*** Record trade gap...but still the dollar, the Almighty
Dollar, hallelujah...does not fall...
*** Still a massive weakness in tech...CMGI down 94%!...
*** Fund managers still bullish...what bull market?...and
*** Yesterday's big news: the trade deficit hit a new
record. Americans are exporting less and importing more.
*** In September, the US imported a record $126 billion of
goods and services, producing a gap between imports and
exports of more than $34 billion - $3 billion more than
*** Caterpillar, the world's largest manufacturer of heavy
equipment for the construction industry, said its profits
fell 1.4% in the 3rd quarter.
*** US manufacturing companies have only been able to
increase profits 3.4% per year for the last three years -
the peak years of the New Paradigm economy. Why the low
profits? The strong US dollar makes imports relatively more
attractive. US companies - faced with cheaper competition
from abroad - have been unable to raise prices...which also
explains why domestic inflation has been so low.
*** The total deficit through September came to $270
billion, compared to $188 billion in the same period last
*** There were big increases in imported energy - oil
imports, for example, rose 16% in September. Natural gas,
imported in volume from Canada, is at a record high price.
Heating oil is near its highest level since 1979 - over $1
*** Meanwhile, a snowstorm in the Buffalo area reminds us
that there are cold winters as well as warm ones...and that
nature, and her markets, are perverse. When better to have a
cold winter than when heating oil supplies are low? People
don't necessarily get what they expect or what they hope
for, but what they need and deserve. More below...
*** You might think that the dollar would fall on the news
of a greater-than-expected trade deficit. But no! The dollar
rose. The euro fell about 1% - under 85 cents.
*** "The bottomline," according to Nick Sanger of JP Morgan
Private Bank, "is: why are foreigners putting money in [the
U.S.]? International and U.S. investors perceive that the
returns on investment in the U.S. are higher than the rest
of the world."
*** International investors, like their domestic
counterparts, suffer from the momentum of sentiment factor.
Ed Hyman, for example, reports that even though both the Dow
and the Nasdaq are down for the year - with the Nasdaq close
to losing half its value - equity fund managers are "record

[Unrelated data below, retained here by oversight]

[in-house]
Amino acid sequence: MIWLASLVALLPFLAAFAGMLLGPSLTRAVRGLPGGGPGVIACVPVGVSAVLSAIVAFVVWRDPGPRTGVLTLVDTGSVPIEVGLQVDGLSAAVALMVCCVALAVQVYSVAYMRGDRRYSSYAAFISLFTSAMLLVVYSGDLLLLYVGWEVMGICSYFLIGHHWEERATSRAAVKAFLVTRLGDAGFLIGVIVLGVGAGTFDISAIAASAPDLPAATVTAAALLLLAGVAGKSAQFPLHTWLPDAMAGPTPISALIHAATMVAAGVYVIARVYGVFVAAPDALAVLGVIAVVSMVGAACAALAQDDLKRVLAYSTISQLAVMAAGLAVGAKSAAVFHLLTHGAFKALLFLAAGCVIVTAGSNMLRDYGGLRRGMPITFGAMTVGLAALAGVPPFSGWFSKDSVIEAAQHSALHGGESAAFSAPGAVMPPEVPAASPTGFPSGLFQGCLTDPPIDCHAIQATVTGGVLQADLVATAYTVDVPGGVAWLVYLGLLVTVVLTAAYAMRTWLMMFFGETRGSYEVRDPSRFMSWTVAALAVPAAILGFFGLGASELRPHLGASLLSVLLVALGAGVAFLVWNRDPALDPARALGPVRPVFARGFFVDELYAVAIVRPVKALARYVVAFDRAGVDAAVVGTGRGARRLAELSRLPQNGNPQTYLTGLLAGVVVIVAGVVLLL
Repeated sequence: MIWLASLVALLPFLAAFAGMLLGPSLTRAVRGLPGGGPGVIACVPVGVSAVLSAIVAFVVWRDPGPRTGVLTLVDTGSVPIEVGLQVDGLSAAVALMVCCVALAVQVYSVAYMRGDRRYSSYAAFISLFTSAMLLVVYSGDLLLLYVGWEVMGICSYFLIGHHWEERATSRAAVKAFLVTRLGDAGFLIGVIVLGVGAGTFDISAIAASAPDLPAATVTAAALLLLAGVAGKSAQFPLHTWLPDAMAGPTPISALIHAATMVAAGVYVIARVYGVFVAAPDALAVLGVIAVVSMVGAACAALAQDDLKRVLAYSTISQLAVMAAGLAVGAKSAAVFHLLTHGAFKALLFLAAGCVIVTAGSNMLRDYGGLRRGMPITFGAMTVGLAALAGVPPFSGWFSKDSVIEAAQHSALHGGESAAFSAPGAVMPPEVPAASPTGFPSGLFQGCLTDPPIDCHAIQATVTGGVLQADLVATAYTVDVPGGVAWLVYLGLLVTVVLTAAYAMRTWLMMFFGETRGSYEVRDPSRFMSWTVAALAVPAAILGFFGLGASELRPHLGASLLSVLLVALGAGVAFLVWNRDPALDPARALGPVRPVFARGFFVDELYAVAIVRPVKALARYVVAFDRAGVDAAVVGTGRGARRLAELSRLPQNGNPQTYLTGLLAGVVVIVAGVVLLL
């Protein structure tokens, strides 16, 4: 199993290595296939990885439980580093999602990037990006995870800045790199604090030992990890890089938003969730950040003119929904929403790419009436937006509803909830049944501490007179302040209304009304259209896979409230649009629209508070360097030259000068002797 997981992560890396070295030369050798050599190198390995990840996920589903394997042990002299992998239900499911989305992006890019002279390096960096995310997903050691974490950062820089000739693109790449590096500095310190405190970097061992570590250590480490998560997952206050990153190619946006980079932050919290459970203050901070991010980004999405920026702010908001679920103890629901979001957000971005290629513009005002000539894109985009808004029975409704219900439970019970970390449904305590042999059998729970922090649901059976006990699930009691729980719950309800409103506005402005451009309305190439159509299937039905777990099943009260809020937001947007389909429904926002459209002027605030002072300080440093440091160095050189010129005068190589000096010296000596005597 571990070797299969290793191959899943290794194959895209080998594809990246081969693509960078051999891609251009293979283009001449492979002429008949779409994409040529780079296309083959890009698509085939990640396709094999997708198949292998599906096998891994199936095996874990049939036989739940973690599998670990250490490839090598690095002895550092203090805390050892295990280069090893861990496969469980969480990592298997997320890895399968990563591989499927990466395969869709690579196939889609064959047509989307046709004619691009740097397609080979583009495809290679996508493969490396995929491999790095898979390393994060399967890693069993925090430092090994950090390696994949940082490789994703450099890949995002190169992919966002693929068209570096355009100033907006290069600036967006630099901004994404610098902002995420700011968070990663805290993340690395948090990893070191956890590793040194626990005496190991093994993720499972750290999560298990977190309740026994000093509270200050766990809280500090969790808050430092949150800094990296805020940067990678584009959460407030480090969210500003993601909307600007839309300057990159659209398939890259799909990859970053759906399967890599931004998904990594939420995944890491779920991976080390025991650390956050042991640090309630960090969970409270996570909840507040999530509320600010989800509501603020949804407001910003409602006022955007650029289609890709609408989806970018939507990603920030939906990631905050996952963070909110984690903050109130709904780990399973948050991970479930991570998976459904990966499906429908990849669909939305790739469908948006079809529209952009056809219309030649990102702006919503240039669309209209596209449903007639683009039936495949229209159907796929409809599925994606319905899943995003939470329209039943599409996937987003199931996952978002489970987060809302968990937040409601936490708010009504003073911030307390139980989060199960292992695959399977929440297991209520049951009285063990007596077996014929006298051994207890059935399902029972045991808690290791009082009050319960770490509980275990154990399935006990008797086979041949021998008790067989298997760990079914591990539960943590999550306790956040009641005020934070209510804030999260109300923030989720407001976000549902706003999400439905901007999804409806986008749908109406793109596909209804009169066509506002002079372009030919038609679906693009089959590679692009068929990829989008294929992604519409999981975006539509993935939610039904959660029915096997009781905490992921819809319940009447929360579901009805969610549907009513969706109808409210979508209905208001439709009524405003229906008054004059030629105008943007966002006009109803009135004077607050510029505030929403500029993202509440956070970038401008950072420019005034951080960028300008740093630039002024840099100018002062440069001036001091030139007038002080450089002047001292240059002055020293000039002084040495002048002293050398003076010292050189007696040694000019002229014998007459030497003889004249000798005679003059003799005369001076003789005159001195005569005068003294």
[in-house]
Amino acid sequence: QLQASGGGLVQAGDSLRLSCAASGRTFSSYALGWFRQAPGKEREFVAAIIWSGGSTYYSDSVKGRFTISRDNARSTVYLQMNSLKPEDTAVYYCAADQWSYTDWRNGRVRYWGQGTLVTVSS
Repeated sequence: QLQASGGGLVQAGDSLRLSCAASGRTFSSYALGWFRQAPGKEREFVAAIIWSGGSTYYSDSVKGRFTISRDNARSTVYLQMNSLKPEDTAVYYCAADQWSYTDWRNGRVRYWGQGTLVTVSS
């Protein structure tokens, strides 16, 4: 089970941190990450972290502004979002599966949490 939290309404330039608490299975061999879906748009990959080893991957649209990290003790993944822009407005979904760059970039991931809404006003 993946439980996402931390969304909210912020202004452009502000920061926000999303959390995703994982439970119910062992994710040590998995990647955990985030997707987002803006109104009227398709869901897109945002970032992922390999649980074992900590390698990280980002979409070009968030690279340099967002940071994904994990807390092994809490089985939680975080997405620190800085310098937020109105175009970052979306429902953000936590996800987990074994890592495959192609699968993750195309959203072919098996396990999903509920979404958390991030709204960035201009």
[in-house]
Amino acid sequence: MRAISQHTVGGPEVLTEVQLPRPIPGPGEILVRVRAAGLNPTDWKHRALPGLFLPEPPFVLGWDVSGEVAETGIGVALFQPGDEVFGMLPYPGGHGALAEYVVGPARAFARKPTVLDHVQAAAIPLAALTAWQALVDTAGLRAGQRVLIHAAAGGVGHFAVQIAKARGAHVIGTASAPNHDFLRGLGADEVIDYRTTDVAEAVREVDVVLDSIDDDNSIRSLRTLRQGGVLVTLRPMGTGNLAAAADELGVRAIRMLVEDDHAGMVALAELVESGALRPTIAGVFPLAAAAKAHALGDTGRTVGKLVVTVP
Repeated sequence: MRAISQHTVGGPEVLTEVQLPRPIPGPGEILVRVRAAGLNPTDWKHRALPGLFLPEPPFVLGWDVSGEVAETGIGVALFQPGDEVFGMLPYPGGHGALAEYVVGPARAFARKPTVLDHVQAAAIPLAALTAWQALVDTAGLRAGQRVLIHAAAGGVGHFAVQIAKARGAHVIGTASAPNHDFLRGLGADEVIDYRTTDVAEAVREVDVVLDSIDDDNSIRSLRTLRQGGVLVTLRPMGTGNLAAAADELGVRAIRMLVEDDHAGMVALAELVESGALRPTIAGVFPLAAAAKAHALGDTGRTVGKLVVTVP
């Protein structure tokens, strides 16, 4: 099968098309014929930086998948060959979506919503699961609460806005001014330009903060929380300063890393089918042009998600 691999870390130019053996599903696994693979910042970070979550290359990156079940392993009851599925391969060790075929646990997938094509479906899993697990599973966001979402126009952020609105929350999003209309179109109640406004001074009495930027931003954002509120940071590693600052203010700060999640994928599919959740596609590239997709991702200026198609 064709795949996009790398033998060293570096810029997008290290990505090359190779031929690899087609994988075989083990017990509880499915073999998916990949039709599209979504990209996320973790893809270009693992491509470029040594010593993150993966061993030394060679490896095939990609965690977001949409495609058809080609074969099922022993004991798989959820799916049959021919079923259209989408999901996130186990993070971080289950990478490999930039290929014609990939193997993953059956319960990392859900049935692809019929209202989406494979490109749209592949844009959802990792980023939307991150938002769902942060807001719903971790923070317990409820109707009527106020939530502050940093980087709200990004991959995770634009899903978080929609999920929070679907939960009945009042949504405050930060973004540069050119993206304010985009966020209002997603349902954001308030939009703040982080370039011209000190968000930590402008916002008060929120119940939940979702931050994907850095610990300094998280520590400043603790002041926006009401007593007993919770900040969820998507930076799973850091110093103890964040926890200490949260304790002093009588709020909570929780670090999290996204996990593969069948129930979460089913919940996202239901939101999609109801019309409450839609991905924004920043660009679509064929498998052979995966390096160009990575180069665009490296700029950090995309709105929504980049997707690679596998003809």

*** Perceptions will eventually catch up to reality. But it
takes time. Rarely do you see the media discussing the end
of the bull market. Why? Because they never recognized that
there was a bull market. In the minds of these pilgrims
stocks always go up in the long run and the stock market
always acts pretty much as it has for the last 18 years.
There is volatility...but no downward trends.
*** Lucent warned investors that its 4th quarter profits may
not be exactly what it had hoped for. The stock fell 16% on
the news - dragging down a number of issues in the tech and
net sectors. Lucent was $60 a share in July. Now, it's $17.
*** "The whole market on the tech side," said one analyst,
"just has no support." "Still a massive weakness in
technology," added another.
*** One of the stocks noticeably weak was CMGI, the Internet
incubus... I mean incubator. This was one of Henry Blodget's
favorites back in the glory days of dot.coms. Blodget was
undisturbed by the high price - $163 last January. Many of
these stocks, he said, "perpetually look overvalued." But
don't worry, buy them, he advised, and you will be "richly
rewarded." Well...investors got the reward that they
deserved, if not the one that they expected. In the last
month, two of CMGI's sucklings have announced layoffs. Four
said they were going out of business. The stock closed at
$10 and change yesterday - down 94%.
*** The Dow rose 31 points yesterday. But the Nasdaq fell 4
*** Yahoo hit a 2-year low, losing 14% during the day.
AOL, which was $95 a year ago, can be bought for $43 today.
Amazon.com closed down - at $24.25. A news report says that
Amazon's 400 customer service people are trying to unionize.
[Collective bargaining suggestion: forget pay hikes, ask for
generous layoff and termination terms]
*** Gold fell 70 cents. Gold mining shares are among the
ugliest securities you can buy. This may be a good time to
buy a few shares.
*** "The strikingly popular earnings augmentation," writes
Grant's Investor's Eric Fry, "is a delicate operation that
typically requires the replacement of a company's GAAP
earnings with a kind of financial prosthetic. Thanks to a
nip here and an injection there, Flextronics Corp. has
increased its gross profit size in the first quarter to a
much sexier $169.2 million form only $85.5 million before
the operation. Is it any wonder investors admire the
company's well-endowed income statement?" (see: Financial
*** "Imagine a company... that strip mines national forest
land to get asbestos that it then puts in cigarettes - using
sweatshop, child labor in India to roll the smokes by hand."
I reprise this remark from yesterday's letter because Steve
Sjuggerud found a company that might fit the bill.
Steve writes: "Gudang-Garam is the largest clove cigarette
manufacturer in Indonesia...[it fills) nearly all your
required ingredients, even the sweatshop Asian child labor
rolling clove cigarettes by hand (with 40,000 employees,
many of them have to be underage by western standards) Maybe
the paper mills are loaded with asbestos too! Gudang is at a
P/E of 9, with little overall debt and zero long-term debt."
*** I cannot express the sadness that overcomes me as I read
that the two sanctimonious sugar mongers, Ben and Jerry, may
be leaving their trade. They sold out - but made an
agreement with the buyers to devote a portion of the sales
to "socially beneficial activities." What, wasn't making ice
cream socially beneficial?
When The Greatest Credit Bubble in History Bursts...What
No banks or brokerage houses went bust in the 1929 crash. In
fact, many investors and businessmen prospered. The real
damage was done later on - when popular sentiment turned
against stocks altogether. Just as is happening in our
Will you profit in the months ahead?
You will if you prepare yourself now - EVERYTHING that is
happening in the markets today has already happened before.
Click here to learn more about:
People can believe what they want to believe. In the `60s
movie, Closely Watched Trains, a man tells how his father -
a magician - believed he could stop the invading Nazi tanks.
"And so he stood in front of them," he says, "and using the